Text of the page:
I generally applaud the Open Source Initiative for their dedication in promoting open source software, but the entire premise of this article does not ring true for me. This is my public comment to Michael Tiemann, originally posted as a comment to his article.

Read the rest of this entry »

June 12th, 2007

Site overload, back in business

I went to the beach today at around 16:00 (4 PM) after having moderated all of your comments on my previous post “Safari for Windows, 0day exploit in 2 hours“. When I got back just now at 21:00 (9 PM) this site was no longer serving any content and a lot of people had mailed me to complain.

I am running WordPress and it was not all too happy about the abundance of visitors that came by my site today. In the last 12 hours more than 30.000 unique visitors generated more than 180.000 hits, which is quite a jump from my normal rate of 500 unique visitors per day. I guess you people like to read about security research, especially Slashdot, TechMeme and Reddit :)

Luckily I had the support of a great technical team, namely Tyron from where my site is hosted. After a brief live chat the site was back up and running just fine. I’m amazed at the level of support I have received so far from HostGator and am only happy to recommend them through the previous link (yes, it’s an affiliate signup).

So what happens next? First of all, I have read through all of your feedback about the PoC exploit and will do some tests on OS X tomorrow that will result in a positive or negative verification about whether the vulnerability can be adjusted to work on OS X as well.

Following that, I will continue to write about my security research and publish any new findings here – so remember to subscribe to my feed :)

June 12th, 2007

Safari for Windows, 0day exploit in 2 hours

Apple released version 3 of their popular Safari web browser today, with the added twist of offering both an OS X and a Windows version. Given that Apple has had a lousy track record with security on OS X, in addition to a hostile attitude towards security researchers, a lot of people are expecting to see quite a number of vulnerabilities targeted towards this new Windows browser.

I downloaded and installed Safari for Windows 2 hours ago, when I started writing this, and I now have a fully functional command execution vulnerability, triggered without user interaction simply by visiting a web site. I will not sell this one to ZDI or iDefense but instead release it here, as I have done lately with a number of 0day vulnerabilities. This place is where you get my latest research :)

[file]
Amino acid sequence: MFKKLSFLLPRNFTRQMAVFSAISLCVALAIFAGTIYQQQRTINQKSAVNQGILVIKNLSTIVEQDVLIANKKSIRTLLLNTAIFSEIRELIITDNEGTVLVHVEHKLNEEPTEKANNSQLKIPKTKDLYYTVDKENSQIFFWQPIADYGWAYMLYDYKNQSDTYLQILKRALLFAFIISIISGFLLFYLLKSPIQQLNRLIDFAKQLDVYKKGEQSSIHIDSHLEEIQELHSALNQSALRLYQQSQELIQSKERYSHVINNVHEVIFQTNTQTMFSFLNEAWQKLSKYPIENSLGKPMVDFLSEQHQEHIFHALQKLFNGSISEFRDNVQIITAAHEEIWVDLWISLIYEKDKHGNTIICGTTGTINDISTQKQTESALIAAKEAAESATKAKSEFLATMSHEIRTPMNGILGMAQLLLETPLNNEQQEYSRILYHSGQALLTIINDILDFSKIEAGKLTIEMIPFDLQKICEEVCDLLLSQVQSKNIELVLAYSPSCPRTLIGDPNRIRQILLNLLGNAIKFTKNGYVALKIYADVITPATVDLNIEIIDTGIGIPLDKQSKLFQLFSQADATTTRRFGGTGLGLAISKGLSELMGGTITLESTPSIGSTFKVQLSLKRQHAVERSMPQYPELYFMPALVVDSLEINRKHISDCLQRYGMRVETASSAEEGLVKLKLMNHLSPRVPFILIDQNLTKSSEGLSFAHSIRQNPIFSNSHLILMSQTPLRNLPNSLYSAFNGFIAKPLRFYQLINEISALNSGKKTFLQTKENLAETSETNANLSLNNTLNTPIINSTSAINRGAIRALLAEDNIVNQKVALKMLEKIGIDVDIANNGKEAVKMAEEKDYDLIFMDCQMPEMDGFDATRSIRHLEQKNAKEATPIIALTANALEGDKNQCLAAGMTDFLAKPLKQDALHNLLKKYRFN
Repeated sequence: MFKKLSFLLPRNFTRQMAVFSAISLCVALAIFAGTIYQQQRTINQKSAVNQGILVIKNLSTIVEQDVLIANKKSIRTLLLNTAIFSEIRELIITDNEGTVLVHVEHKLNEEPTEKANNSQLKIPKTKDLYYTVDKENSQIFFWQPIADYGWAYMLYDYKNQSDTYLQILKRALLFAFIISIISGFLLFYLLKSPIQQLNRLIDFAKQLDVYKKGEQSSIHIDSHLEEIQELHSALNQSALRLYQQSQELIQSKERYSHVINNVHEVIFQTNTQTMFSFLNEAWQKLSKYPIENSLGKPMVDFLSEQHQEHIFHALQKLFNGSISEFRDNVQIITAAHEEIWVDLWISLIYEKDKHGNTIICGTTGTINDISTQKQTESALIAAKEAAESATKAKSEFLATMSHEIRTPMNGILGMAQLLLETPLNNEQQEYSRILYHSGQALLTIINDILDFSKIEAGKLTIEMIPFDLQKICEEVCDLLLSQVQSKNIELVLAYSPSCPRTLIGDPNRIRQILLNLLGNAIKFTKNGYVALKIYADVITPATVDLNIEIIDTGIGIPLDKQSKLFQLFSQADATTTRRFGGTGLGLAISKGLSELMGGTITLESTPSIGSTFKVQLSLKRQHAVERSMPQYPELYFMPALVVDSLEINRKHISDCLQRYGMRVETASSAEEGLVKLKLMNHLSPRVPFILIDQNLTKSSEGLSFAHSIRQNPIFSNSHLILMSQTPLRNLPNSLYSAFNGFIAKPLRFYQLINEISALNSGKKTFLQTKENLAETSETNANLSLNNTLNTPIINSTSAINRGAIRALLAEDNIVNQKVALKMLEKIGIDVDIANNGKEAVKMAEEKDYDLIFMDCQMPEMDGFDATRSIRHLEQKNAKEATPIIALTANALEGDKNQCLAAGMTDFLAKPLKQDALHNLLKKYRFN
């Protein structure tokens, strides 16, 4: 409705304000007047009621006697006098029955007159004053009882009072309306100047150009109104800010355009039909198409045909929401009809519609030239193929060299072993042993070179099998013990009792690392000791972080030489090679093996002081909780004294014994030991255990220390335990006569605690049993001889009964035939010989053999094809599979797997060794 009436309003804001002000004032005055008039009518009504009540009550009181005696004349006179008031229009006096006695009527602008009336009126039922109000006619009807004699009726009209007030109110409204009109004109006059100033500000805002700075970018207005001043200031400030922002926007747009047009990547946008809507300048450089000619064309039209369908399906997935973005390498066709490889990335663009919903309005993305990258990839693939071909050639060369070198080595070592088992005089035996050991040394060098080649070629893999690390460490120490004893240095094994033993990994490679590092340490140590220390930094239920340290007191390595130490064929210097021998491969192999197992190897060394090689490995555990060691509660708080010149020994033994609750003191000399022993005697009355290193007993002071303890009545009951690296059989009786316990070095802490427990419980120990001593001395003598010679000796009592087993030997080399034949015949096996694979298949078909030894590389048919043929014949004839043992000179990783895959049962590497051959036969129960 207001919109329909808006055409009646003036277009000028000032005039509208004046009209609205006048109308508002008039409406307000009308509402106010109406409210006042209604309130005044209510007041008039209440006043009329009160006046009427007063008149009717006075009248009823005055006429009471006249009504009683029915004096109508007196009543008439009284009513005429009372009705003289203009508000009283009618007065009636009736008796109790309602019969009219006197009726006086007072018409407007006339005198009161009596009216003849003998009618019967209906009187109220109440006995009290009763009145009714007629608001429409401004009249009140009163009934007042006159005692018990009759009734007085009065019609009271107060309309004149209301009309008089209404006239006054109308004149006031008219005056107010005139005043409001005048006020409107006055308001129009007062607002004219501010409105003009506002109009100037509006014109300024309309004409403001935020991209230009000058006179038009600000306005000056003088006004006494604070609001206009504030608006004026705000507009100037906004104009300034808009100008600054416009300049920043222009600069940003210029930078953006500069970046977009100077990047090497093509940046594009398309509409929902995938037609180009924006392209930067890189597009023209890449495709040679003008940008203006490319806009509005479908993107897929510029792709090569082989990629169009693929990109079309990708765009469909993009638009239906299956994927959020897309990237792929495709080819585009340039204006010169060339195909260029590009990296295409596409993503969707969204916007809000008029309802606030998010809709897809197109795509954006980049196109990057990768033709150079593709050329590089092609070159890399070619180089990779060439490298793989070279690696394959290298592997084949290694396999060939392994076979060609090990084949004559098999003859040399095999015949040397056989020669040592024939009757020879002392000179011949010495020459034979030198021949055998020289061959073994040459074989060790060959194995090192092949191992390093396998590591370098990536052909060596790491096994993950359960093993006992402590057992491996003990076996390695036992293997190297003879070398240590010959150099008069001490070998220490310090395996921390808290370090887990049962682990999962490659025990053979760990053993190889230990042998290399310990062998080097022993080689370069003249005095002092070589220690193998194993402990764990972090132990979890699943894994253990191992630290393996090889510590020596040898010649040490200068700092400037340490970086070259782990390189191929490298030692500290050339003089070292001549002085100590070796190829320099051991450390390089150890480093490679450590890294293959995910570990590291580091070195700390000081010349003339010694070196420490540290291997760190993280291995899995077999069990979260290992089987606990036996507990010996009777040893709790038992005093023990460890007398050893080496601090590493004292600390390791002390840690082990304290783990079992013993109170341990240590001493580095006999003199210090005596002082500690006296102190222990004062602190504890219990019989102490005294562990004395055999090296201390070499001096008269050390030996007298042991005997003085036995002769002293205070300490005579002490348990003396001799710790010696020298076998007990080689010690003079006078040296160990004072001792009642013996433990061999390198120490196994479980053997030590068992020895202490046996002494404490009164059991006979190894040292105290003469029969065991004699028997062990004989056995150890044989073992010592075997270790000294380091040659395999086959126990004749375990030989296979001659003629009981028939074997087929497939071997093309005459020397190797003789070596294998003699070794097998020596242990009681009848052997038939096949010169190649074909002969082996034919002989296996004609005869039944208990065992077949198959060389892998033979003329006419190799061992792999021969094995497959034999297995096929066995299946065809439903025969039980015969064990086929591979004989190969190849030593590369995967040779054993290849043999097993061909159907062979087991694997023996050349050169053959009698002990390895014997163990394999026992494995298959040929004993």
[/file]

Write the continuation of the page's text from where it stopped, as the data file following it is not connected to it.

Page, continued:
A bunch of other security researchers such as David Maynor and Aviv Raff have been pounding safariWin with their fuzzing tools, going through thousands upon thousands of test pages in the hopes of triggering some form of memory corruption for potential exploitation. I am a big fan of fuzzing and believe it can produce some tremendous results, but sometimes good old fashioned application specific knowledge can get you far.

The logic behind this vulnerability is quite simple and the vulnerability class has been known and understood for years, namely that of protocol handler command injection. A browser typically consists of a multitude of different URL schemes, some of which are handled by internal functions and others that are handed off to external applications. On the OS X platform Apple has enjoyed the same luxury and the same curse as Internet Explorer has had on the Windows platform, namely intimate operating system knowledge. The integration with the originally intended operating system is tightly defined, but the breadth of knowledge is crippled when the software is released on other systems and mistakes and mishaps occur. You can still find references to the OS X proprietary URL protocols open-help-anchor: and network-diagnostics: inside the resource files for the Windows release.

URL protocol handlers on the Windows platform work by executing a process with specific command line arguments. When Apple released Safari for the Windows platform they neglected to implement a proper level of input validation for these arguments, which means that you can break out of the intended confines and wreak havoc. A typical request for a URL such as myprotocol:// would be turned into a command line resembling the following.

“C:\Program Files\My Application\myprotocol.exe” “”